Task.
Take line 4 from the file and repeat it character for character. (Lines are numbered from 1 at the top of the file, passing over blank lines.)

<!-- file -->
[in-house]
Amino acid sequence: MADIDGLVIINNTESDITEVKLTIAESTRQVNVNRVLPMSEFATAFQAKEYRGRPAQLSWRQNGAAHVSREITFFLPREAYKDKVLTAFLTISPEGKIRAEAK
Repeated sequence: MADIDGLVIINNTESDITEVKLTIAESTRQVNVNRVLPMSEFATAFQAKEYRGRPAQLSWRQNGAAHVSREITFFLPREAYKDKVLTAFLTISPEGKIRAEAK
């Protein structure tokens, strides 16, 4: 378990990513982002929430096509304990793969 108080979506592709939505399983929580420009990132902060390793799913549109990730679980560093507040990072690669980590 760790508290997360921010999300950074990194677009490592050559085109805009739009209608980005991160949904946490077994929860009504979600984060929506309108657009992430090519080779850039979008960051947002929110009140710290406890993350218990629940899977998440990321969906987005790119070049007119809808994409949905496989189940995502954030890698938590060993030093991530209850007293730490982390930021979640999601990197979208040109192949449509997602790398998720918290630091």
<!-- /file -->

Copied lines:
């Protein structure tokens, strides 16, 4: 378990990513982002929430096509304990793969 108080979506592709939505399983929580420009990132902060390793799913549109990730679980560093507040990072690669980590 760790508290997360921010999300950074990194677009490592050559085109805009739009209608980005991160949904946490077994929860009504979600984060929506309108657009992430090519080779850039979008960051947002929110009140710290406890993350218990629940899977998440990321969906987005790119070049007119809808994409949905496989189940995502954030890698938590060993030093991530209850007293730490982390930021979640999601990197979208040109192949449509997602790398998720918290630091």